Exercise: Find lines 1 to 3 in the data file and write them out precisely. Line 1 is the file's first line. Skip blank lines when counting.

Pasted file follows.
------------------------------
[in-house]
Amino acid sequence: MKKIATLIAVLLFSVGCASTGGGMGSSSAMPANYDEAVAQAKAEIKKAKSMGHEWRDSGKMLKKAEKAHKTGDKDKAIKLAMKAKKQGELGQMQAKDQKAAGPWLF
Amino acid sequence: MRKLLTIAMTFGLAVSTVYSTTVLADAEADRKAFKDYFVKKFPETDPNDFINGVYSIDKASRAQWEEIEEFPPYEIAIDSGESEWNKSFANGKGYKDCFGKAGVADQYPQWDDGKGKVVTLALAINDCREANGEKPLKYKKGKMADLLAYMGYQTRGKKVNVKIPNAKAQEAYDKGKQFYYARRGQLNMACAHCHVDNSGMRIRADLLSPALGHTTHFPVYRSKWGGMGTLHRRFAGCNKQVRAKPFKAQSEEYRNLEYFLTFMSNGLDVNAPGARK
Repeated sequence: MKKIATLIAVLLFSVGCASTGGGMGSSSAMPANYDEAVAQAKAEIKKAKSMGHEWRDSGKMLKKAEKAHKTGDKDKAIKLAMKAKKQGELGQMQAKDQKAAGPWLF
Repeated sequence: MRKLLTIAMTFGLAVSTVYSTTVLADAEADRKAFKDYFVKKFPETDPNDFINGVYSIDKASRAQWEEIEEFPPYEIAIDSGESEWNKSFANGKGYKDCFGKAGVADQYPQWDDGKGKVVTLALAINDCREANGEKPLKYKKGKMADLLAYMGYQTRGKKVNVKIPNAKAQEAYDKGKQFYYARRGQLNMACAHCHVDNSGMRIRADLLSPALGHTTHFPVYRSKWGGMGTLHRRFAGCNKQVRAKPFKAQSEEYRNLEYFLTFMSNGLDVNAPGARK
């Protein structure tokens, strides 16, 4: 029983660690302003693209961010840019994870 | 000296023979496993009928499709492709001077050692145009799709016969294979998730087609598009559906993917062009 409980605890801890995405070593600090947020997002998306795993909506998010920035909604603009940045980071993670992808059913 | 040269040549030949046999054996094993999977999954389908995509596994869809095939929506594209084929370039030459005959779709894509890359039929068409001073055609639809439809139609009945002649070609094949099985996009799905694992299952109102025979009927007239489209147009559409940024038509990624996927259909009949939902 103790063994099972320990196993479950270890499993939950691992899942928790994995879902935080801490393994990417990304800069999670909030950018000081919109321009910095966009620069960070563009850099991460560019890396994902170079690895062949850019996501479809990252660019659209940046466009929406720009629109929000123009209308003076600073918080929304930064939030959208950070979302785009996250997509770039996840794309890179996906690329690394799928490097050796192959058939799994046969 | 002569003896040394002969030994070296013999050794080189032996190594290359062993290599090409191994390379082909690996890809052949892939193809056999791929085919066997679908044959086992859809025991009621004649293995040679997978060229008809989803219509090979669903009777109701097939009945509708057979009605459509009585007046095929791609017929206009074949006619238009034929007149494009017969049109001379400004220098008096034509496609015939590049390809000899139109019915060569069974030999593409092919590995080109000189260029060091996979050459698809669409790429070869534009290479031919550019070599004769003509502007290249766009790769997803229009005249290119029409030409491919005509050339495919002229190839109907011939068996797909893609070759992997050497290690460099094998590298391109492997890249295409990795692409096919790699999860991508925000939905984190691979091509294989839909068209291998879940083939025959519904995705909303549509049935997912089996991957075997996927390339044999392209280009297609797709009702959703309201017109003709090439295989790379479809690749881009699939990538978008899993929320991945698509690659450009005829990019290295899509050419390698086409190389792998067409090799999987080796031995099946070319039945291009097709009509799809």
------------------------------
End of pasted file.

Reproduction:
[in-house]
Amino acid sequence: MKKIATLIAVLLFSVGCASTGGGMGSSSAMPANYDEAVAQAKAEIKKAKSMGHEWRDSGKMLKKAEKAHKTGDKDKAIKLAMKAKKQGELGQMQAKDQKAAGPWLF
Amino acid sequence: MRKLLTIAMTFGLAVSTVYSTTVLADAEADRKAFKDYFVKKFPETDPNDFINGVYSIDKASRAQWEEIEEFPPYEIAIDSGESEWNKSFANGKGYKDCFGKAGVADQYPQWDDGKGKVVTLALAINDCREANGEKPLKYKKGKMADLLAYMGYQTRGKKVNVKIPNAKAQEAYDKGKQFYYARRGQLNMACAHCHVDNSGMRIRADLLSPALGHTTHFPVYRSKWGGMGTLHRRFAGCNKQVRAKPFKAQSEEYRNLEYFLTFMSNGLDVNAPGARK